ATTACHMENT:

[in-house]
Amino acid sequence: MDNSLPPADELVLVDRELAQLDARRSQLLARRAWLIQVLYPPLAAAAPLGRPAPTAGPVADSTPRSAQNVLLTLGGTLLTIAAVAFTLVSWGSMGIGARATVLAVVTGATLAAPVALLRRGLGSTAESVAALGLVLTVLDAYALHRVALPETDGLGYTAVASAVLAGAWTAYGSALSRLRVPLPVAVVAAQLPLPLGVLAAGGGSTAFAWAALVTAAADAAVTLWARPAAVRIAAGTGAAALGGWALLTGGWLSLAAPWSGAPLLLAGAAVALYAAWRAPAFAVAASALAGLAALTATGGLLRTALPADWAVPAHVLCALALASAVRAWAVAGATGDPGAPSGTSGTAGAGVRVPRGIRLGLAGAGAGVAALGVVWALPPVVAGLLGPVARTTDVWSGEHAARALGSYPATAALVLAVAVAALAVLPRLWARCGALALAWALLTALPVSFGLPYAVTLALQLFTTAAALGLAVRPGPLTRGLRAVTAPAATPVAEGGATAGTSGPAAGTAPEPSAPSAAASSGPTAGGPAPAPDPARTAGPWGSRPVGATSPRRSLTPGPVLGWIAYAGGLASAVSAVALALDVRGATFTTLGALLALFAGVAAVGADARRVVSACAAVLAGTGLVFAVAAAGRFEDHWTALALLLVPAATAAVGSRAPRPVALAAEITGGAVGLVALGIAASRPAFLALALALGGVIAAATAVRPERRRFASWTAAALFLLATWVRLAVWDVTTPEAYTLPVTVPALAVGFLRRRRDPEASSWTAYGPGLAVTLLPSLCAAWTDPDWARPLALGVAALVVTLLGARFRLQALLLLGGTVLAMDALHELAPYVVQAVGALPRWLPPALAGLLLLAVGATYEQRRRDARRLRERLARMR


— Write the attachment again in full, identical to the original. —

[in-house]
Amino acid sequence: MDNSLPPADELVLVDRELAQLDARRSQLLARRAWLIQVLYPPLAAAAPLGRPAPTAGPVADSTPRSAQNVLLTLGGTLLTIAAVAFTLVSWGSMGIGARATVLAVVTGATLAAPVALLRRGLGSTAESVAALGLVLTVLDAYALHRVALPETDGLGYTAVASAVLAGAWTAYGSALSRLRVPLPVAVVAAQLPLPLGVLAAGGGSTAFAWAALVTAAADAAVTLWARPAAVRIAAGTGAAALGGWALLTGGWLSLAAPWSGAPLLLAGAAVALYAAWRAPAFAVAASALAGLAALTATGGLLRTALPADWAVPAHVLCALALASAVRAWAVAGATGDPGAPSGTSGTAGAGVRVPRGIRLGLAGAGAGVAALGVVWALPPVVAGLLGPVARTTDVWSGEHAARALGSYPATAALVLAVAVAALAVLPRLWARCGALALAWALLTALPVSFGLPYAVTLALQLFTTAAALGLAVRPGPLTRGLRAVTAPAATPVAEGGATAGTSGPAAGTAPEPSAPSAAASSGPTAGGPAPAPDPARTAGPWGSRPVGATSPRRSLTPGPVLGWIAYAGGLASAVSAVALALDVRGATFTTLGALLALFAGVAAVGADARRVVSACAAVLAGTGLVFAVAAAGRFEDHWTALALLLVPAATAAVGSRAPRPVALAAEITGGAVGLVALGIAASRPAFLALALALGGVIAAATAVRPERRRFASWTAAALFLLATWVRLAVWDVTTPEAYTLPVTVPALAVGFLRRRRDPEASSWTAYGPGLAVTLLPSLCAAWTDPDWARPLALGVAALVVTLLGARFRLQALLLLGGTVLAMDALHELAPYVVQAVGALPRWLPPALAGLLLLAVGATYEQRRRDARRLRERLARMR